Pope Francis Doesn't Expect To Be Pope Much Longer

Pope Francis on Friday said he thinks his time as Pope will be brief - whether that will be because of death or another resignation is unclear.
Posted at 11:18 PM, Mar 13, 2015

Pope Francis said Friday he doesn't expect to be Pope much longer, raising the questions — will Popes stepping down be the new norm? Or is Pope Francis just morbidly predicting his own death?

In an interview with Mexican broadcaster Noticieros Televisa, Pope Francis said, "I have the feeling that my Pontificate will be brief: 4 or 5 years; I do not know, even 2 or 3 ... I do not know. But I feel that the Lord has placed me here for a short time, and nothing more."

This all comes on the second anniversary of Pope Francis taking over after Pope Benedict stepped down.

Most popes have served until they died. According to The History Channel, at least 10 popes had resigned before the start of the 21st century, but before Benedict's resignation, the last to do so was Gregory XIII in 1415.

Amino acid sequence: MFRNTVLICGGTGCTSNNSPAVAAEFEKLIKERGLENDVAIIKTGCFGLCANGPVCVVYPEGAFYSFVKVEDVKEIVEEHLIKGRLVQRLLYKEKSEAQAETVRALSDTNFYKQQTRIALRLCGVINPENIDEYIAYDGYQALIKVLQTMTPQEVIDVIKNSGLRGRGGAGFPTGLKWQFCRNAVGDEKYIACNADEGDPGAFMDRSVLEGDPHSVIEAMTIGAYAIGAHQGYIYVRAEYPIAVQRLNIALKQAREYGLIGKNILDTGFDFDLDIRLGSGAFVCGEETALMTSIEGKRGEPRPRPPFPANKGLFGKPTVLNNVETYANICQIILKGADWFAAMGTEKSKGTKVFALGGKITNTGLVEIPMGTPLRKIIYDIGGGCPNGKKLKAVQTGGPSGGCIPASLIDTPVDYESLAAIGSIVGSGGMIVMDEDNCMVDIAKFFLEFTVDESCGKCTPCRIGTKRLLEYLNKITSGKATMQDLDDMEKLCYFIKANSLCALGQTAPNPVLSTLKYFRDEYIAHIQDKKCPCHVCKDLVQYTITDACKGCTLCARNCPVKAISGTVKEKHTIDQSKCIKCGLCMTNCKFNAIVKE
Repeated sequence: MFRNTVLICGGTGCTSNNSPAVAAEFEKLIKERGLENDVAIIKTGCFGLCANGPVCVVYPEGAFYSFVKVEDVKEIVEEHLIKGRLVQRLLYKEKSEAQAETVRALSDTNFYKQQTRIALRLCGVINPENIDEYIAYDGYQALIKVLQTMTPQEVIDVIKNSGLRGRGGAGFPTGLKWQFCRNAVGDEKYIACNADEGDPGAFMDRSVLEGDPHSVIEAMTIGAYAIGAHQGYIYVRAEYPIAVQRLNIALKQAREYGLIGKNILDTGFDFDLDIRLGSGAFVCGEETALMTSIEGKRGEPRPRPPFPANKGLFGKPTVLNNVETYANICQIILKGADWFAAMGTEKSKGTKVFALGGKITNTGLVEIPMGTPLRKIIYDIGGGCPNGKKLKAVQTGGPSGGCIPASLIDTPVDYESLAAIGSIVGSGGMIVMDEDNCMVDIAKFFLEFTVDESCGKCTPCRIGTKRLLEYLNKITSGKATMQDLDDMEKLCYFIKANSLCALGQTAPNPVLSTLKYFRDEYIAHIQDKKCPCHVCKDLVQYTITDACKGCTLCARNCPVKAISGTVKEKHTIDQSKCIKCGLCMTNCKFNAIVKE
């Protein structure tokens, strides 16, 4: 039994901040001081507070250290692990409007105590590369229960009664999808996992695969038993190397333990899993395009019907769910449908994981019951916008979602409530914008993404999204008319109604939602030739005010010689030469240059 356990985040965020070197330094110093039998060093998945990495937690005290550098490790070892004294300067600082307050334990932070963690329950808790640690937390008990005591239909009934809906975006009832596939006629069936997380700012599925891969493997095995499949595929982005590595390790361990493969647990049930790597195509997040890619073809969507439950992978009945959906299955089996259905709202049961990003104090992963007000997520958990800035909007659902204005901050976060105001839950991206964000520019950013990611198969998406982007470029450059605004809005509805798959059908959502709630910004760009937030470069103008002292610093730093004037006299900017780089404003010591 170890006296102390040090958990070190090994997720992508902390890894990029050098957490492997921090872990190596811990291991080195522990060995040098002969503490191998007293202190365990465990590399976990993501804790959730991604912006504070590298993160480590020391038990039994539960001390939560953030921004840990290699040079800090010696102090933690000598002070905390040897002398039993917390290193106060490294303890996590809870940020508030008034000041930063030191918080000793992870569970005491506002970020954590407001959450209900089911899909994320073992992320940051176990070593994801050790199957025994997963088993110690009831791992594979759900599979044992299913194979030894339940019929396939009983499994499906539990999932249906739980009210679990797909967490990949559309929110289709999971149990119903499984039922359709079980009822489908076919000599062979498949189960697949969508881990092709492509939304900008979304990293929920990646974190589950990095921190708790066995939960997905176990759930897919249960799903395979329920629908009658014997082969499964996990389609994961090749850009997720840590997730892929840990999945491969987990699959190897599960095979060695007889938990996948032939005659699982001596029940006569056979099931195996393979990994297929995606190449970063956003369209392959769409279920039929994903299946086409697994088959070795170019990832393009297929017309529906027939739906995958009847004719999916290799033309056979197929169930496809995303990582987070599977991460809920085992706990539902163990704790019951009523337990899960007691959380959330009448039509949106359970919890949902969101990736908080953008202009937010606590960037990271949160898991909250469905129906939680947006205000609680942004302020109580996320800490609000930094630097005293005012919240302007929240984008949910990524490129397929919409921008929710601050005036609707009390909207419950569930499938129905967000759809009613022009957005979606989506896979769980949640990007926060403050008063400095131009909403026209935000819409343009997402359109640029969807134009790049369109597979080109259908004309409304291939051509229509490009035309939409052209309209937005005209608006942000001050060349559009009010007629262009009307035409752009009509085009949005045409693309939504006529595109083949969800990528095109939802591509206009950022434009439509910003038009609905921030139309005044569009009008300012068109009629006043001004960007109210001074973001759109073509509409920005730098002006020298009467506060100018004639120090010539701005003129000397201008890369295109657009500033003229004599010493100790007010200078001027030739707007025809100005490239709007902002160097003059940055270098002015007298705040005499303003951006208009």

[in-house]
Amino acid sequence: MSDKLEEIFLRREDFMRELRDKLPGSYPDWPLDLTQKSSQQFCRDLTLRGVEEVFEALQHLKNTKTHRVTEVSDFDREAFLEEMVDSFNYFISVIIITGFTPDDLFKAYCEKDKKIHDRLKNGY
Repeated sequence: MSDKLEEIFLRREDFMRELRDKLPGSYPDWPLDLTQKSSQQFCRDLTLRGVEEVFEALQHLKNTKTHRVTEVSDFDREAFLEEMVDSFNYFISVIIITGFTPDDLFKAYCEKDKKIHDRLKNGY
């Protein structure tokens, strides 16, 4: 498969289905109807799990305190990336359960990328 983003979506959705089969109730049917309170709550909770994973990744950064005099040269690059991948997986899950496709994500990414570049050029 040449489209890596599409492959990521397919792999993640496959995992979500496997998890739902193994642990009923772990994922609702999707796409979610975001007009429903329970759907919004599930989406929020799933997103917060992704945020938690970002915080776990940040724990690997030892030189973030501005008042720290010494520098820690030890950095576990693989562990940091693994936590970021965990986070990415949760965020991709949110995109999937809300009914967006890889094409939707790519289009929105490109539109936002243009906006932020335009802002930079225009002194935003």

Francis praised Benedict for the move, saying, "I believe what Benedict did so bravely was open the door to the Popes emeriti... Benedict shouldn't be considered an exception but an institution." (Video via Vatican)

But Pope Francis said he doesn't think there should be a cut-off age when Popes should always retire. And he didn't rule out his death being the reason he leaves the papacy, saying "Maybe (Benedict) will be the only one for a long time, maybe he will not be the only one."

During the interview, Pope Francis also added he wishes he could go out without anyone recognizing him and eat at a pizzeria in peace.

This video includes images from Getty Images.